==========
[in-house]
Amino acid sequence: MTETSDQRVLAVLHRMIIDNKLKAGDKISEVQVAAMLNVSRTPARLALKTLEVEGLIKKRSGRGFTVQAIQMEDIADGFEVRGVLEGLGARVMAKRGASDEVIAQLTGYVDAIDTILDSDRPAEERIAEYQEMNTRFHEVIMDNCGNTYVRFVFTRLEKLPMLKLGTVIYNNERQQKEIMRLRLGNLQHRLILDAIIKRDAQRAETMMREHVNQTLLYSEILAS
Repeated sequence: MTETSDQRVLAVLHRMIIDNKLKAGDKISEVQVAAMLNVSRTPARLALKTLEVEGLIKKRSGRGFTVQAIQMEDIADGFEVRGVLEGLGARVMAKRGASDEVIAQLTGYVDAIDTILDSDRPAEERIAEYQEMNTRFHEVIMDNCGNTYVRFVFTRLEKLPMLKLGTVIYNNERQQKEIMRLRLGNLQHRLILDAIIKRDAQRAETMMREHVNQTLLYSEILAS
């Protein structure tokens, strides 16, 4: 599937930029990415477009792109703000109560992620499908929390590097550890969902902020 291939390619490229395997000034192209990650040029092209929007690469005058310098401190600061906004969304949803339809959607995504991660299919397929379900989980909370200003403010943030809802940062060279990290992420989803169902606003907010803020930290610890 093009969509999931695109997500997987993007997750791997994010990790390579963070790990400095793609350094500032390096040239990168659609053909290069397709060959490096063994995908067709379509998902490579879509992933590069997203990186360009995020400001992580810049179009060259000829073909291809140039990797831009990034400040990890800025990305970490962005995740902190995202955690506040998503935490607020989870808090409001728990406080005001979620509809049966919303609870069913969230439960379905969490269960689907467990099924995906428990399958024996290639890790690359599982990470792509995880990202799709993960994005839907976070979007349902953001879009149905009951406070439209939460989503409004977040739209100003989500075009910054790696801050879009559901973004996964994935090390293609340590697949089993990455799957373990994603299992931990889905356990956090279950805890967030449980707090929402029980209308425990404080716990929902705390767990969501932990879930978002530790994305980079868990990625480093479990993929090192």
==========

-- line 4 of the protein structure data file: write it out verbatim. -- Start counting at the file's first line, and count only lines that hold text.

């Protein structure tokens, strides 16, 4: 599937930029990415477009792109703000109560992620499908929390590097550890969902902020 291939390619490229395997000034192209990650040029092209929007690469005058310098401190600061906004969304949803339809959607995504991660299919397929379900989980909370200003403010943030809802940062060279990290992420989803169902606003907010803020930290610890 093009969509999931695109997500997987993007997750791997994010990790390579963070790990400095793609350094500032390096040239990168659609053909290069397709060959490096063994995908067709379509998902490579879509992933590069997203990186360009995020400001992580810049179009060259000829073909291809140039990797831009990034400040990890800025990305970490962005995740902190995202955690506040998503935490607020989870808090409001728990406080005001979620509809049966919303609870069913969230439960379905969490269960689907467990099924995906428990399958024996290639890790690359599982990470792509995880990202799709993960994005839907976070979007349902953001879009149905009951406070439209939460989503409004977040739209100003989500075009910054790696801050879009559901973004996964994935090390293609340590697949089993990455799957373990994603299992931990889905356990956090279950805890967030449980707090929402029980209308425990404080716990929902705390767990969501932990879930978002530790994305980079868990990625480093479990993929090192």